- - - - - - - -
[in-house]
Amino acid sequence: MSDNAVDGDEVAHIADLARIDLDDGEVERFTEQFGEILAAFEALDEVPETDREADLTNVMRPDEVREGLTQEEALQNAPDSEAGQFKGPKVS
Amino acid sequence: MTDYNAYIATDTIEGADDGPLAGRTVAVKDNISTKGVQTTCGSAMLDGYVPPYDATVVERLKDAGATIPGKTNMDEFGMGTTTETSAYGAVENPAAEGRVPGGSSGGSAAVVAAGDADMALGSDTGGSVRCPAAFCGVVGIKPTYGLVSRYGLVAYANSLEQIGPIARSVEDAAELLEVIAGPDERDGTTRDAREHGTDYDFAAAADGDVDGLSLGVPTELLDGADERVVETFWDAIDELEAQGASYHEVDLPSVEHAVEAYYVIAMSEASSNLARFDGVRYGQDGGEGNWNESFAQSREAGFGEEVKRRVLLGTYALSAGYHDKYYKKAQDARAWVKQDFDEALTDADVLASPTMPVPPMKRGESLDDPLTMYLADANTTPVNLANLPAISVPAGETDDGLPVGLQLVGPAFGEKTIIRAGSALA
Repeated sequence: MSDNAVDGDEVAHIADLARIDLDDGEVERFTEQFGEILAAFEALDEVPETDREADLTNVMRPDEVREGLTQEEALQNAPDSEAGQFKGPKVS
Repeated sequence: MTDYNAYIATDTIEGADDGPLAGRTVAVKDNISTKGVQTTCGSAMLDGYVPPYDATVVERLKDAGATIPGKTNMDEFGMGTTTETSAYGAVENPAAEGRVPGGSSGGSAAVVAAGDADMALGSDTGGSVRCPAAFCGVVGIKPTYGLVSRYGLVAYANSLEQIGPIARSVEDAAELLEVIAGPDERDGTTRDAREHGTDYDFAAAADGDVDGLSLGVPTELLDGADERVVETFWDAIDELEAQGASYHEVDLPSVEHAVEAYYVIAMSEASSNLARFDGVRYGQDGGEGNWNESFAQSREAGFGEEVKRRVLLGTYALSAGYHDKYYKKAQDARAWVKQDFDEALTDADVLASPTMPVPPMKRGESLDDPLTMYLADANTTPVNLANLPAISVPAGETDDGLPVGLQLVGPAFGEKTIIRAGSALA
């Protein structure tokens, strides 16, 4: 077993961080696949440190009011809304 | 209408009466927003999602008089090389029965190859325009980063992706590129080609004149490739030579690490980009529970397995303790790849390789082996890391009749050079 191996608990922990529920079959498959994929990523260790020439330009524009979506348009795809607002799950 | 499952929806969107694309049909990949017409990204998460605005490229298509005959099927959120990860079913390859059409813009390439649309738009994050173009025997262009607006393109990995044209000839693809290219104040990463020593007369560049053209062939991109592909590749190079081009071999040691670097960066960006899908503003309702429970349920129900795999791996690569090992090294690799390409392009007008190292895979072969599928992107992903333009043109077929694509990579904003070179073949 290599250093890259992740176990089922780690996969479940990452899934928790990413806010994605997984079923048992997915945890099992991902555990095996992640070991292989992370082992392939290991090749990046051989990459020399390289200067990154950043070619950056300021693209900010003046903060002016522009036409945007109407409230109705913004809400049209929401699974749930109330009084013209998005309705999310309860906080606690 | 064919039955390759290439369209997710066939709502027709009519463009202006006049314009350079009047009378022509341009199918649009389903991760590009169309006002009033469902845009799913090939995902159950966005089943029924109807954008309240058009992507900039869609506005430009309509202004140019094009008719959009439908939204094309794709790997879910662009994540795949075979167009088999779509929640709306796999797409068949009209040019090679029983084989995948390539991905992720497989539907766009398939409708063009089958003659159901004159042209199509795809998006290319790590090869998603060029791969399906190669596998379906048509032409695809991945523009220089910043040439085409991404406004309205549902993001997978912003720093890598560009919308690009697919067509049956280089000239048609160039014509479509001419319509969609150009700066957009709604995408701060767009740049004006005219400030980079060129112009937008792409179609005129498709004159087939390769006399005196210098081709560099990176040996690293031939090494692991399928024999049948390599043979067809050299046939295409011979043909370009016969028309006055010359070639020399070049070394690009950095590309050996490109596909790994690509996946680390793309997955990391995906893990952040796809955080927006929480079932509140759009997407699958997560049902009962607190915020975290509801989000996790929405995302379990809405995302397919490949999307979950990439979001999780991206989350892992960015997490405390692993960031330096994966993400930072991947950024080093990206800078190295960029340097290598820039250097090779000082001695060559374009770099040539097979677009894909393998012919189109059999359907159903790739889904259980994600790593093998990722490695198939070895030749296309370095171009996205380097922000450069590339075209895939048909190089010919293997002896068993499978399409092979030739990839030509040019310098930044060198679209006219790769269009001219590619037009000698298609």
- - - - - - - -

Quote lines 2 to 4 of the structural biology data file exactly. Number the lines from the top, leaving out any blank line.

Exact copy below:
Amino acid sequence: MSDNAVDGDEVAHIADLARIDLDDGEVERFTEQFGEILAAFEALDEVPETDREADLTNVMRPDEVREGLTQEEALQNAPDSEAGQFKGPKVS
Amino acid sequence: MTDYNAYIATDTIEGADDGPLAGRTVAVKDNISTKGVQTTCGSAMLDGYVPPYDATVVERLKDAGATIPGKTNMDEFGMGTTTETSAYGAVENPAAEGRVPGGSSGGSAAVVAAGDADMALGSDTGGSVRCPAAFCGVVGIKPTYGLVSRYGLVAYANSLEQIGPIARSVEDAAELLEVIAGPDERDGTTRDAREHGTDYDFAAAADGDVDGLSLGVPTELLDGADERVVETFWDAIDELEAQGASYHEVDLPSVEHAVEAYYVIAMSEASSNLARFDGVRYGQDGGEGNWNESFAQSREAGFGEEVKRRVLLGTYALSAGYHDKYYKKAQDARAWVKQDFDEALTDADVLASPTMPVPPMKRGESLDDPLTMYLADANTTPVNLANLPAISVPAGETDDGLPVGLQLVGPAFGEKTIIRAGSALA
Repeated sequence: MSDNAVDGDEVAHIADLARIDLDDGEVERFTEQFGEILAAFEALDEVPETDREADLTNVMRPDEVREGLTQEEALQNAPDSEAGQFKGPKVS